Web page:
Tax News
The Section 1411 Net Investment Tax is Around the Corner
April 17, 2012
Administrative Actions
Section 1411, which was enacted with the Health Care and Education Reconciliation Act of 2010, will impose a 3.8% tax on net investment income earned by individuals. The tax is designed to mimic the SECA tax imposed on self-employed service providers. One group of taxpayers who will be affected by the tax includes fund managers and investors in private equity and hedge funds. The tax is scheduled to come into effect at the end of this year. What prompted me to write about this tax was a recent news bit by Shamik Trivedi of TNT who reported that the Government will release proposed Section 1411 regulations soon. The article further quoted IRS officials saying that the upcoming guidance will be comprehensive and will answer many questions regarding the tax.

As I suggested above, it is clear that the tax will capture most income derived from hedge funds and private equity funds. This will include both carried interest income allocable to managers and other types of income such as interest and dividends allocated to investors. In this regard, there are a few issues that I think the upcoming guidance should address. First, some practitioners have reasoned that certain fund structures such as foreign QEFs might avoid the tax altogether or at least produce lower net investment tax compared to domestic fund structures. These structures rely on some uncertainties of the definition of dividends in the PFIC/CFC context and also on the peculiarities of QEFs, which allocate income based on E&P. It would be helpful if the upcoming guidance clarifies the application of the tax to offshore funds, other than those treated as partnerships for U.S.purposes. Second, it would be helpful if such guidance clarifies whether, if at all, the trade or business of the manager of the fund, or of the fund itself, has any implication on the imposition of the tax. In a recent NYSBA comment, the NY Bar suggested that depending on the trade or business status, there may be some disparate treatment between single UTP funds (i.e. where a single entity holds both the carry and the management fee) and split UTP funds (where a separate non-trade or business entity holds the carry). Also, the NYSBA pointed out that there should be no difference in the treatment of hedge funds (typically engaged in a trade or business) and private equity funds (typically not in a trade or business but considered merely investors). While logic seems to dictate that, as applied to the investment fund industry, the application of the net investment tax should not be dependent on the particular structure of the fund and on the fund’s trade or business status, a clarification of these questions will be more than welcome.  Lastly, I am curious whether, and if so, how, the tax will apply to certain products such as offshore private placement insurance (OPPI). These products have become popular among high net worth managers and LPs, particularly those participating in hedge funds. Insurance proceeds are generally not taxed and cash surrenders are not treated as a capital asset.  It would be helpful if the upcoming regulations clarify the treatment of these types of insurance contracts as well.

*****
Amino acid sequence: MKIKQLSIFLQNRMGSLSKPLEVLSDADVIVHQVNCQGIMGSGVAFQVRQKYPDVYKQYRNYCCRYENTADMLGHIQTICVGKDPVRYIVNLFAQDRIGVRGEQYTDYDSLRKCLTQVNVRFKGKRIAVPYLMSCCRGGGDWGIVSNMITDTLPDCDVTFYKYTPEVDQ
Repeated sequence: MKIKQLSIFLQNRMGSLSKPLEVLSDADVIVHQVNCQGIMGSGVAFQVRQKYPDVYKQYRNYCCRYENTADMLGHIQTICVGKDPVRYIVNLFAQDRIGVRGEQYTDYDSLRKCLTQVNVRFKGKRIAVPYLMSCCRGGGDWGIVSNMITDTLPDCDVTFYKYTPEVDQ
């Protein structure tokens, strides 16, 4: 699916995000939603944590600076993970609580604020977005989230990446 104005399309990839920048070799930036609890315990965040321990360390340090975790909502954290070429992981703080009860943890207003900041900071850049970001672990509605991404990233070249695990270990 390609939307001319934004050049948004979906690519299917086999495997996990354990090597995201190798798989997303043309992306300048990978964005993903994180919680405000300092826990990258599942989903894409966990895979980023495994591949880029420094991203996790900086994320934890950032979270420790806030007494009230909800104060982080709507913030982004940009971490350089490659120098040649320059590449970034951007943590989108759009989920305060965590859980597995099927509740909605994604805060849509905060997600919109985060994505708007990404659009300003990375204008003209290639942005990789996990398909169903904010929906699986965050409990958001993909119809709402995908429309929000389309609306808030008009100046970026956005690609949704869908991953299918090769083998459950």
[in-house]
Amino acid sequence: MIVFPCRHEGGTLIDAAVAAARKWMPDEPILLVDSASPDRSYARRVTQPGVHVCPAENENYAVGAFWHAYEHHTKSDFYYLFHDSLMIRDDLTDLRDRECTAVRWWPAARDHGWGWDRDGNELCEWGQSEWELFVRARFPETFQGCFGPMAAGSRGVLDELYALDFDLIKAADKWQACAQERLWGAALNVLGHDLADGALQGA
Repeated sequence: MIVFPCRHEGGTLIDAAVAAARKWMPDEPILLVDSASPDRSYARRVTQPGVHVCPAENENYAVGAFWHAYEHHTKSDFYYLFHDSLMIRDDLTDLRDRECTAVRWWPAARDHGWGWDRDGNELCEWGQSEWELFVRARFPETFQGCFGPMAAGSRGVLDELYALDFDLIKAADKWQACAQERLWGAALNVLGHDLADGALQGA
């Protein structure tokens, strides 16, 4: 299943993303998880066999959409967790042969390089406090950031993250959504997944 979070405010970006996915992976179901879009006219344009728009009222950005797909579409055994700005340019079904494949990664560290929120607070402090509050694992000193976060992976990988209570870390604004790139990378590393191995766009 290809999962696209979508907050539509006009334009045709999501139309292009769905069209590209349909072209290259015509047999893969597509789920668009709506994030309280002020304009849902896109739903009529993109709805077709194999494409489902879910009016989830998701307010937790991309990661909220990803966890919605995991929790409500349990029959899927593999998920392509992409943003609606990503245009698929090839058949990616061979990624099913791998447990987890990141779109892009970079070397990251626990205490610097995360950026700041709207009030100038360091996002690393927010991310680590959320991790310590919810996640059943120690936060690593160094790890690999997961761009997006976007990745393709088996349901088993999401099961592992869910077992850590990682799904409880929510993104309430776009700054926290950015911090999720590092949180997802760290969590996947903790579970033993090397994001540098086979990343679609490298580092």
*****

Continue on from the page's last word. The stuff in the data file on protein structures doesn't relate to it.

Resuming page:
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Tags: net investment tax, offshore private placement insurance, OPPI, Section 1411